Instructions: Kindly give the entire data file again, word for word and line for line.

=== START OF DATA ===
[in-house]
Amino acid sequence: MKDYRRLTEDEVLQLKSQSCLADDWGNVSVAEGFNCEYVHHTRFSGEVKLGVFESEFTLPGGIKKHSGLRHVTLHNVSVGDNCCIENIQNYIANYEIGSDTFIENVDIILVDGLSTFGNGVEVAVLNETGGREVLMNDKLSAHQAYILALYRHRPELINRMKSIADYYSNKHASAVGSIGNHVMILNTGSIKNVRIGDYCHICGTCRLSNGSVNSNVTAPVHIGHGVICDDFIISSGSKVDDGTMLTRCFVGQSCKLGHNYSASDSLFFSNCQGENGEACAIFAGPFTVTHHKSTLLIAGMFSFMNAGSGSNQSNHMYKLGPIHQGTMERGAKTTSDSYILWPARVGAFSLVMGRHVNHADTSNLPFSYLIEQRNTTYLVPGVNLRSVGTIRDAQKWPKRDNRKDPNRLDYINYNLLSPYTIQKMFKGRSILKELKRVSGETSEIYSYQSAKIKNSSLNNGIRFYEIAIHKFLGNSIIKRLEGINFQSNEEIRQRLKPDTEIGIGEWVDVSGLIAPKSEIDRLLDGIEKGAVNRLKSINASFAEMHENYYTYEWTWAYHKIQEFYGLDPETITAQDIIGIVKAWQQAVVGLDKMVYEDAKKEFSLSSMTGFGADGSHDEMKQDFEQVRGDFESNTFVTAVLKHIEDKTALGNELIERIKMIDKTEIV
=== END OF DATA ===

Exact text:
[in-house]
Amino acid sequence: MKDYRRLTEDEVLQLKSQSCLADDWGNVSVAEGFNCEYVHHTRFSGEVKLGVFESEFTLPGGIKKHSGLRHVTLHNVSVGDNCCIENIQNYIANYEIGSDTFIENVDIILVDGLSTFGNGVEVAVLNETGGREVLMNDKLSAHQAYILALYRHRPELINRMKSIADYYSNKHASAVGSIGNHVMILNTGSIKNVRIGDYCHICGTCRLSNGSVNSNVTAPVHIGHGVICDDFIISSGSKVDDGTMLTRCFVGQSCKLGHNYSASDSLFFSNCQGENGEACAIFAGPFTVTHHKSTLLIAGMFSFMNAGSGSNQSNHMYKLGPIHQGTMERGAKTTSDSYILWPARVGAFSLVMGRHVNHADTSNLPFSYLIEQRNTTYLVPGVNLRSVGTIRDAQKWPKRDNRKDPNRLDYINYNLLSPYTIQKMFKGRSILKELKRVSGETSEIYSYQSAKIKNSSLNNGIRFYEIAIHKFLGNSIIKRLEGINFQSNEEIRQRLKPDTEIGIGEWVDVSGLIAPKSEIDRLLDGIEKGAVNRLKSINASFAEMHENYYTYEWTWAYHKIQEFYGLDPETITAQDIIGIVKAWQQAVVGLDKMVYEDAKKEFSLSSMTGFGADGSHDEMKQDFEQVRGDFESNTFVTAVLKHIEDKTALGNELIERIKMIDKTEIV